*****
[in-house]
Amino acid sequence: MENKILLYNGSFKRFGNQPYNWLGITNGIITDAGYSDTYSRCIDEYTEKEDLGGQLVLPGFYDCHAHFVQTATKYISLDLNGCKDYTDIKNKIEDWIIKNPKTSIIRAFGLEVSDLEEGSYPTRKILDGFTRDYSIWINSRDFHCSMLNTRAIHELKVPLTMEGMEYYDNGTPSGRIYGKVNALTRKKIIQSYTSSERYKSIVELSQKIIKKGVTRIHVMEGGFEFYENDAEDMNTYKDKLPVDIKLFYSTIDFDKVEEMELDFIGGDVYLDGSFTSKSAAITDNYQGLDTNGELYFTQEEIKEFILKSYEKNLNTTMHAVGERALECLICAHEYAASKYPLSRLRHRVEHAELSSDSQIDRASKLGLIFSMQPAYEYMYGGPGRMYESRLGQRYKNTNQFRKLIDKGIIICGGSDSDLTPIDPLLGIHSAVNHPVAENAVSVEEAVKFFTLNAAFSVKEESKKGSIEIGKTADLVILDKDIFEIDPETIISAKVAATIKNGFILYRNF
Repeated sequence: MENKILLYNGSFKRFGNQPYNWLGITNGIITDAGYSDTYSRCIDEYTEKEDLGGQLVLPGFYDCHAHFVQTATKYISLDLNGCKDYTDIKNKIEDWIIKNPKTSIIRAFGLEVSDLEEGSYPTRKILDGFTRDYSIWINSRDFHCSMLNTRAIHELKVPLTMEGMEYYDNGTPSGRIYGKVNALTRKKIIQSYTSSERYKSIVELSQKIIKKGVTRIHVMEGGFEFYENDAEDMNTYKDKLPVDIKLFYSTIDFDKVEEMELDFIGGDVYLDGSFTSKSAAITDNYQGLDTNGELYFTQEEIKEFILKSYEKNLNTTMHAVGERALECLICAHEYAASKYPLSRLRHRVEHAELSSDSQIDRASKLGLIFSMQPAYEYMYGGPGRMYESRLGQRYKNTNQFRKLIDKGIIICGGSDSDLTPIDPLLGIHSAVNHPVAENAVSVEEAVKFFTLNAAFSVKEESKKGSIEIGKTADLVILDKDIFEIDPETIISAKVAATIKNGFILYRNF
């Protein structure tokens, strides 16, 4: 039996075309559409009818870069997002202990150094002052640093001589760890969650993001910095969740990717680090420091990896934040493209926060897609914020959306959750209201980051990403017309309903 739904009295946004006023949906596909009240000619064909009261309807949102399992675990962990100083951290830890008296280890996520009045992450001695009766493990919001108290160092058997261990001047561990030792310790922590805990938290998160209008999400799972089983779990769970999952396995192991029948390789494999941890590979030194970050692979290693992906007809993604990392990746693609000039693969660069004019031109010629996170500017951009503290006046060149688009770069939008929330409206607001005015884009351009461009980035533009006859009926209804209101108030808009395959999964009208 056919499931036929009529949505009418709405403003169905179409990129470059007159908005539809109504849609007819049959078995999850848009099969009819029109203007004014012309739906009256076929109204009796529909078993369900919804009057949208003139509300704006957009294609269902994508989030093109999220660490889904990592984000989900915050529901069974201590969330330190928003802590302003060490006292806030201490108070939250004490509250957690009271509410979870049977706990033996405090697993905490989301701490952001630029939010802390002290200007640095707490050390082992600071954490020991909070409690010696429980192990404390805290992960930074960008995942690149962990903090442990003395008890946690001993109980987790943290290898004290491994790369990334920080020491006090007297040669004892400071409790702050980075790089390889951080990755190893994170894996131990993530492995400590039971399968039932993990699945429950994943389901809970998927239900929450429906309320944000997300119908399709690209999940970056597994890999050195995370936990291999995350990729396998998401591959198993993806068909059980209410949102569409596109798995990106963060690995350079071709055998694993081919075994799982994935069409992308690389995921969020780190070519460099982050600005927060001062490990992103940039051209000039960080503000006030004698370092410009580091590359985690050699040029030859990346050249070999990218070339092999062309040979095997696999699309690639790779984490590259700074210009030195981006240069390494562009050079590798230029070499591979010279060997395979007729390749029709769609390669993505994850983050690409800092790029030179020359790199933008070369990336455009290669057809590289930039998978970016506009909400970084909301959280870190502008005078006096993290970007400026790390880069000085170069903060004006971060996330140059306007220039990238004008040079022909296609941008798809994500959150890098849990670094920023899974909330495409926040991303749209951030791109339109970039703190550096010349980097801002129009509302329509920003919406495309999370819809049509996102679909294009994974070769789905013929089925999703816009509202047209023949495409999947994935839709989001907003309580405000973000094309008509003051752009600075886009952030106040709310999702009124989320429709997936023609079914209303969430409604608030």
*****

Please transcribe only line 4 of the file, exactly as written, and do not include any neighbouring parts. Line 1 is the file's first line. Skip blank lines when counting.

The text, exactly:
């Protein structure tokens, strides 16, 4: 039996075309559409009818870069997002202990150094002052640093001589760890969650993001910095969740990717680090420091990896934040493209926060897609914020959306959750209201980051990403017309309903 739904009295946004006023949906596909009240000619064909009261309807949102399992675990962990100083951290830890008296280890996520009045992450001695009766493990919001108290160092058997261990001047561990030792310790922590805990938290998160209008999400799972089983779990769970999952396995192991029948390789494999941890590979030194970050692979290693992906007809993604990392990746693609000039693969660069004019031109010629996170500017951009503290006046060149688009770069939008929330409206607001005015884009351009461009980035533009006859009926209804209101108030808009395959999964009208 056919499931036929009529949505009418709405403003169905179409990129470059007159908005539809109504849609007819049959078995999850848009099969009819029109203007004014012309739906009256076929109204009796529909078993369900919804009057949208003139509300704006957009294609269902994508989030093109999220660490889904990592984000989900915050529901069974201590969330330190928003802590302003060490006292806030201490108070939250004490509250957690009271509410979870049977706990033996405090697993905490989301701490952001630029939010802390002290200007640095707490050390082992600071954490020991909070409690010696429980192990404390805290992960930074960008995942690149962990903090442990003395008890946690001993109980987790943290290898004290491994790369990334920080020491006090007297040669004892400071409790702050980075790089390889951080990755190893994170894996131990993530492995400590039971399968039932993990699945429950994943389901809970998927239900929450429906309320944000997300119908399709690209999940970056597994890999050195995370936990291999995350990729396998998401591959198993993806068909059980209410949102569409596109798995990106963060690995350079071709055998694993081919075994799982994935069409992308690389995921969020780190070519460099982050600005927060001062490990992103940039051209000039960080503000006030004698370092410009580091590359985690050699040029030859990346050249070999990218070339092999062309040979095997696999699309690639790779984490590259700074210009030195981006240069390494562009050079590798230029070499591979010279060997395979007729390749029709769609390669993505994850983050690409800092790029030179020359790199933008070369990336455009290669057809590289930039998978970016506009909400970084909301959280870190502008005078006096993290970007400026790390880069000085170069903060004006971060996330140059306007220039990238004008040079022909296609941008798809994500959150890098849990670094920023899974909330495409926040991303749209951030791109339109970039703190550096010349980097801002129009509302329509920003919406495309999370819809049509996102679909294009994974070769789905013929089925999703816009509202047209023949495409999947994935839709989001907003309580405000973000094309008509003051752009600075886009952030106040709310999702009124989320429709997936023609079914209303969430409604608030």